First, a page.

Nutritional Adequacy of Plant-Based Diets

Foods and Supplements Associated with Vitamin B12 Biomarkers among Vegetarian and Non-Vegetarian Participants of the Adventist Health Study-2 (AHS-2) Calibration Study.

To investigate the association between plasma concentration of vitamin B12 and B12 intake from supplements, fortified foods, and animal source foods among vegetarians and non-vegetarians, we conducted a cross-sectional analysis among 728 participants of the Adventist Health Study 2 (AHS-2) calibration study. The median age of participants was 58 years, 65.4% were female, and 50.3% were White. We used six 24 h dietary recalls to measure B12 intake, serum vitamin B12, and holotranscobalamin (holoTC) concentration.

Dietary Patterns among Asian Indians Living in the United States Have Distinct Metabolomic Profiles That Are Associated with Cardiometabolic Risk.

BACKGROUND: Recent studies, primarily in non-Hispanic whites, suggest that dietary patterns have distinct metabolomic signatures that may influence disease risk. However, evidence in South Asians, a group with unique dietary patterns and a high prevalence of cardiometabolic risk, is lacking.
OBJECTIVE: We investigated the metabolomic profiles associated with 2 distinct dietary patterns among a sample of Asian Indians living in the United States. We also examined the cross-sectional associations between metabolomic profiles and cardiometabolic risk markers.

The significant role of amino acids during pregnancy: nutritional support.

BACKGROUND: Pregnancy is characterized by a complexity of metabolic processes that may impact fetal development and infant health outcome. Normal fetal growth and development depend on a continuous supply of nutrients via the placenta. The placenta transports, utilizes, produces, and interconverts amino acids (AAs).

Vitamin B-12 content in breast milk of vegan, vegetarian, and nonvegetarian lactating women in the United States.

BACKGROUND: The nutritional profile of human milk varies significantly between women, and the impact of maternal diet on these variations is not well understood. OBJECTIVE: We analyzed breast-milk vitamin B-12 concentration and vitamin B-12 supplement use pattern among women who adhered to different dietary patterns: vegan, vegetarian, and nonvegetarian. DESIGN: A total of 74 milk samples, 29 from vegan, 19 from vegetarian, and 26 from nonvegetarian breastfeeding mothers, were analyzed. RESULTS: The prevalences of low vitamin B-12 (<310 pmol/L) were 19.2% for vegans, 18.2% for vegetarian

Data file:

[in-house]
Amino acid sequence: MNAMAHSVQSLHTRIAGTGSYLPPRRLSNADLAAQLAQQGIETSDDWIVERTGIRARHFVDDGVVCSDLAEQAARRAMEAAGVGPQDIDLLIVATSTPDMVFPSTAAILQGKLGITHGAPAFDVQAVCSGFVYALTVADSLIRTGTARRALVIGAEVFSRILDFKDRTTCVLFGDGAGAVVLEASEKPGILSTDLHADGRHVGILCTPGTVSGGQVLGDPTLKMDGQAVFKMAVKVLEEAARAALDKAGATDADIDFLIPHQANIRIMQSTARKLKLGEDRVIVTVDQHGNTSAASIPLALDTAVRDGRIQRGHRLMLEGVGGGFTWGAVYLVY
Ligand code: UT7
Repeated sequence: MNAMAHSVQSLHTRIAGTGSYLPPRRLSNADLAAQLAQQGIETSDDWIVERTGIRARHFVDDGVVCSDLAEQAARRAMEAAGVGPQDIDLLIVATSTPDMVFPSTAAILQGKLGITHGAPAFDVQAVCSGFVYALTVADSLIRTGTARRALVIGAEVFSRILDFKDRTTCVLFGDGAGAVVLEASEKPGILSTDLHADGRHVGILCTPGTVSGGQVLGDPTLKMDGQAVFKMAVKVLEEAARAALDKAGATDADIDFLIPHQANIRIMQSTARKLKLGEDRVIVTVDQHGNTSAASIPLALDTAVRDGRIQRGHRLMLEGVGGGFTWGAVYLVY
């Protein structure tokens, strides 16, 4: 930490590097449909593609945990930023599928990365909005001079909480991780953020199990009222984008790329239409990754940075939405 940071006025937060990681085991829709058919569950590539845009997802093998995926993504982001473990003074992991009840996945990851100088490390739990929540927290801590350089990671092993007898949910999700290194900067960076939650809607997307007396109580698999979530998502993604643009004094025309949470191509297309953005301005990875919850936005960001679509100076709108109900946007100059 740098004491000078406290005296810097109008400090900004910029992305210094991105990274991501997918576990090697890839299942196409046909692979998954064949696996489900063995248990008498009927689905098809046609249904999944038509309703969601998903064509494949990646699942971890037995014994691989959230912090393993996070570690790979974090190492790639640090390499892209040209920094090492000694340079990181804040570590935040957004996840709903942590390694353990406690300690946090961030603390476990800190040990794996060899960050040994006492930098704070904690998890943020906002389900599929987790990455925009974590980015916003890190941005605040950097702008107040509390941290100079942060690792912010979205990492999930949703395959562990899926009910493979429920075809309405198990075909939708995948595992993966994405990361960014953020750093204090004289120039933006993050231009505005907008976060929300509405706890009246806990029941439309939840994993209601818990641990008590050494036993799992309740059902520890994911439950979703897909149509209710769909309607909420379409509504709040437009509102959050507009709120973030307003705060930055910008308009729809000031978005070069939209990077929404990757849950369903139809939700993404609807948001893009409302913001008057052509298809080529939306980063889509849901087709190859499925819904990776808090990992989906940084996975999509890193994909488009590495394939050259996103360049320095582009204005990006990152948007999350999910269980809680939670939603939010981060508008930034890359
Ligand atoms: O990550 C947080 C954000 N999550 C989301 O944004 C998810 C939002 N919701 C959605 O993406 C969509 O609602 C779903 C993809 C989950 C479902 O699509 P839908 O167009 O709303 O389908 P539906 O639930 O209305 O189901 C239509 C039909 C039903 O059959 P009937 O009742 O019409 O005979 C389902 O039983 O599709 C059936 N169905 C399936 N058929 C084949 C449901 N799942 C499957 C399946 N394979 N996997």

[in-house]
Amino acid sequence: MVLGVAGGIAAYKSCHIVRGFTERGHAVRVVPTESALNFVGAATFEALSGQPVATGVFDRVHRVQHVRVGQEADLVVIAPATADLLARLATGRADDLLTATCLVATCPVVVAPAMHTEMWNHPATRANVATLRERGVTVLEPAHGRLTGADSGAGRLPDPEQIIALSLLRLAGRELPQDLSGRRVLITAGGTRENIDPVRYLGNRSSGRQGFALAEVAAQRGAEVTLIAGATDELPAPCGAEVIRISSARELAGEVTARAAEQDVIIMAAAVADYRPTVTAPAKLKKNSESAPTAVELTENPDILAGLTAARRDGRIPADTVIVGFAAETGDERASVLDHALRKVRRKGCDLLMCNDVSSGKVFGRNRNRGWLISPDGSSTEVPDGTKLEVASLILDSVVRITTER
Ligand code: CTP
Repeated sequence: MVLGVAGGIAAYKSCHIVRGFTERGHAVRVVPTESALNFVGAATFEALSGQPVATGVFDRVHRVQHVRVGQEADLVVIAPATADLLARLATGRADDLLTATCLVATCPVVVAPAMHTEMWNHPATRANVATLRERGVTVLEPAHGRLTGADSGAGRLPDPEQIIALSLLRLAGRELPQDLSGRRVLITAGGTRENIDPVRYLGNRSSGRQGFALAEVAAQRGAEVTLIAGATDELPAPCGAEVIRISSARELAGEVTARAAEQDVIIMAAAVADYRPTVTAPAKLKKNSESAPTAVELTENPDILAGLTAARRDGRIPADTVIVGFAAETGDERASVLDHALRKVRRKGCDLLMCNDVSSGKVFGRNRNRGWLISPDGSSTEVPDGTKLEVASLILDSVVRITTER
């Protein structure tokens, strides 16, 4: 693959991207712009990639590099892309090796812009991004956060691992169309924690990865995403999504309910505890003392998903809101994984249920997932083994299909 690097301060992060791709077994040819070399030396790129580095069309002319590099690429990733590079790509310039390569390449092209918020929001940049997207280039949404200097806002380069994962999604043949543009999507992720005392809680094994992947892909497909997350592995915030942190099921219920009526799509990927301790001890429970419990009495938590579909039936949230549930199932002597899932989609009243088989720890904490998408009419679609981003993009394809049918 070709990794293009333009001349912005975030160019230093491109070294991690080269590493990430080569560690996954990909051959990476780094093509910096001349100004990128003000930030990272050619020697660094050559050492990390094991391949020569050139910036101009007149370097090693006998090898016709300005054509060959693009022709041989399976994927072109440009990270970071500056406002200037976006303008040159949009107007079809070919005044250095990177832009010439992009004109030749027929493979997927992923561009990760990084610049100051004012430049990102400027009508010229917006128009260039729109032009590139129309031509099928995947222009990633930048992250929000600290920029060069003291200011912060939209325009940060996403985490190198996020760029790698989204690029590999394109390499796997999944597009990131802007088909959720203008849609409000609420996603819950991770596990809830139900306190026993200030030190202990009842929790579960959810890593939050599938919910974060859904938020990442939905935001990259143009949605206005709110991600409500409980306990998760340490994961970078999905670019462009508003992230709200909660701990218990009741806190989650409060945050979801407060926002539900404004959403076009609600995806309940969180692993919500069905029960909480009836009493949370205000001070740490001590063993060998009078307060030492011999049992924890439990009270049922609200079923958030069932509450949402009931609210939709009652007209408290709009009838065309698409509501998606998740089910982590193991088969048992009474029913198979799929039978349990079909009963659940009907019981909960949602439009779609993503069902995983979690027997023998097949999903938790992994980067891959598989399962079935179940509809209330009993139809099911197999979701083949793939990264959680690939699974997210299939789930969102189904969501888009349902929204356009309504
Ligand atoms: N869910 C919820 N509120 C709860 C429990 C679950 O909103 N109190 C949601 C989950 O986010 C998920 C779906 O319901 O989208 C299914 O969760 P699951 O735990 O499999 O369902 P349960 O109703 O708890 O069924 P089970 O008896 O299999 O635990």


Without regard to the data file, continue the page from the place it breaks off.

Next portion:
Methylmalonic Acid Levels and their Relation with Cobalamin Supplementation in Spanish Vegetarians.

Cobalamin deficiency represents a health issue for vegetarians, especially vegans, if supplements are not consumed. Vitamin B12 serum levels, traditionally used to assess the vitamin B12 status, can be normal under functional deficiency conditions. In this regard, methylmalonic acid (MMA) has proven to be a more specific marker to detect subclinical vitamin B12 deficiency. In this study, we present for the first time the cobalamin status of Spanish vegetarians using both vitamin B12 and MMA markers, and the effects of the plant-based diet and the intake of vitamin B12 supplements.

Position paper on vegetarian diets from the working group of the Italian Society of Human Nutrition.

BACKGROUND:Interest in vegetarian diets is growing in Italy and elsewhere, as government agencies and health/nutrition organizations are emphasizing that regular consumption of plant    foods may provide health benefits and help prevent certain diseases.

Position of the Academy of Nutrition and Dietetics: Vegetarian Diets.

It is the position of the Academy of Nutrition and Dietetics that appropriately planned vegetarian, including vegan, diets are healthful, nutritionally adequate, and may provide health benefits for the prevention and treatment of certain diseases. These diets are appropriate for all stages of the life cycle, including pregnancy, lactation, infancy, childhood, adolescence, older adulthood, and for athletes. Plant-based diets are more environmentally sustainable than diets rich in animal products because they use fewer natural resources and are associated with much less environmental damage.

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